Dipping its toes into polished pop on 2011’s Life Fantastic, Philadelphia indie act Man Man obviously found the water rejuvenating—with On Oni Pond, the band has been reborn as hook-focused, crossover experimentalists. It’s no solemn baptism, however. Rather, the record is an enthusiastic belly flop into accessibility, a frolic in melodies, rhythms, and genres that aims for broader appeal while still indulging in the off-kilter inclinations that makes the group’s music so delightfully unpredictable. Bringing back producer Mike Mogis for the second time, it’s an ambitiously disciplined effort; by deploying its Zappa-esque eccentricities with purpose, the group focuses the fracas and avoids sounding wacky for wackiness’ sake.
The new approach is well summed-up in the album’s most notable track, “Head On.” A lush, measured retro-rocker, the song tamps down its guitars and soars on a delicate interplay of sweetly grand strings, meandering synth lines, and gentle harmonies. On first pass, frontman Honus Honus’ lyrics make for a simple, cutely substance-devoid pop anthem (“Hold on to your heart / Hold it high above flood waters / Never let nobody drag it under”), but, just under the surface, it’s clear that Man Man’s slyly dark edge hasn’t gone anywhere (“The life you have led / That is always a mess / Are you dreaming of death? / Are there ghosts in your chest?”). Never before has the band been so charming and catchy while taking such care to disguise its brashly macabre themes.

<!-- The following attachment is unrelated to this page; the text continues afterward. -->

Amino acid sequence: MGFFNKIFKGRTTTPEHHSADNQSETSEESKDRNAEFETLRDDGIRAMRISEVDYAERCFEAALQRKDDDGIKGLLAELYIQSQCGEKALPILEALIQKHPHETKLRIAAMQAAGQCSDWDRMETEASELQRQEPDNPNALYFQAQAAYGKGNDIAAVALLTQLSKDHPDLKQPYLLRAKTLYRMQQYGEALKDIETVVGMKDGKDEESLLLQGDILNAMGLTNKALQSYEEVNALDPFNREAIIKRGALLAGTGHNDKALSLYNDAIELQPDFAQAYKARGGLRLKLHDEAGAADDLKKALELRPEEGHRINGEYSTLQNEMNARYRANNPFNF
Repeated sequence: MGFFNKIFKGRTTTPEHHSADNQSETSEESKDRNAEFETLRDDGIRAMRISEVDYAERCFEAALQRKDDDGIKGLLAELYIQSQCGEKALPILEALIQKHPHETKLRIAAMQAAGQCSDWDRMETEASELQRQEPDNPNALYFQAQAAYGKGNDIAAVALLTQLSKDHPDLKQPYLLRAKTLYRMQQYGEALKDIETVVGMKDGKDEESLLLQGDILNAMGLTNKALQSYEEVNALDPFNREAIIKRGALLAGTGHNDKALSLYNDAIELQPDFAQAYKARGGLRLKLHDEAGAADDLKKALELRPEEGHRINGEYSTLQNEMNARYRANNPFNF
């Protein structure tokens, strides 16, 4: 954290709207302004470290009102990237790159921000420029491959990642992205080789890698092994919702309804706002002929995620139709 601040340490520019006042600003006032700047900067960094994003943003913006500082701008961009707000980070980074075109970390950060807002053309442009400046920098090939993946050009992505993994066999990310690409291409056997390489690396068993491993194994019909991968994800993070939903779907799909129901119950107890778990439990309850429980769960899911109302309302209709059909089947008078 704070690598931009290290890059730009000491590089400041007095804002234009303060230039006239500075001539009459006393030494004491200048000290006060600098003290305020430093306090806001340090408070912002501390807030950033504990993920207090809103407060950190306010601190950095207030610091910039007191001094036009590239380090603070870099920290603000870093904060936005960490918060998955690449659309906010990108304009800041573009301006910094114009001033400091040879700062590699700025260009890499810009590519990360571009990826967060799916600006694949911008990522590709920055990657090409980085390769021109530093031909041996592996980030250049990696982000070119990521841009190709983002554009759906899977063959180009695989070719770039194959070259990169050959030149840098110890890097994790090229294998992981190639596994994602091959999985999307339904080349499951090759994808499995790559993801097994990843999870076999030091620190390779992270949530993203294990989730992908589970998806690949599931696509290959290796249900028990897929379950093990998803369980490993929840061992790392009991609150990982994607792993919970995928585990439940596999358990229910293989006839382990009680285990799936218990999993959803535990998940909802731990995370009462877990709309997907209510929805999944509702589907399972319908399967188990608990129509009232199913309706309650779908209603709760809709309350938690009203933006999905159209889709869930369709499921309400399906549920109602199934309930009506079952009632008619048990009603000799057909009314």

On Oni Pond is chocked full of other beautifully crafted oddities, from the slick, sweaty stomper “Loot My Body,” which winds through a series of big brass-and-sax detours, to “Deep Cover,” a subdued mandolin strummer that builds with swells of horns and an achingly crooned refrain. Though the group relies a bit more on piano-pop than usual—there’s even a one-minute Tin Pan Alley-esque aside (“Curtains”) thrown in for good measure—the record delivers a smorgasbord of styles, serving up dance punk to rock ’n’ soul to new-wave psychedelia with little time wasted in transition. The treatment is perhaps a touch jarring, as always, but is also a reminder that Man Man hasn’t undertaken a forced or false reinvention. The album shrewdly brings order to the disorder, without streamlining away the band’s agreeably quirky identity.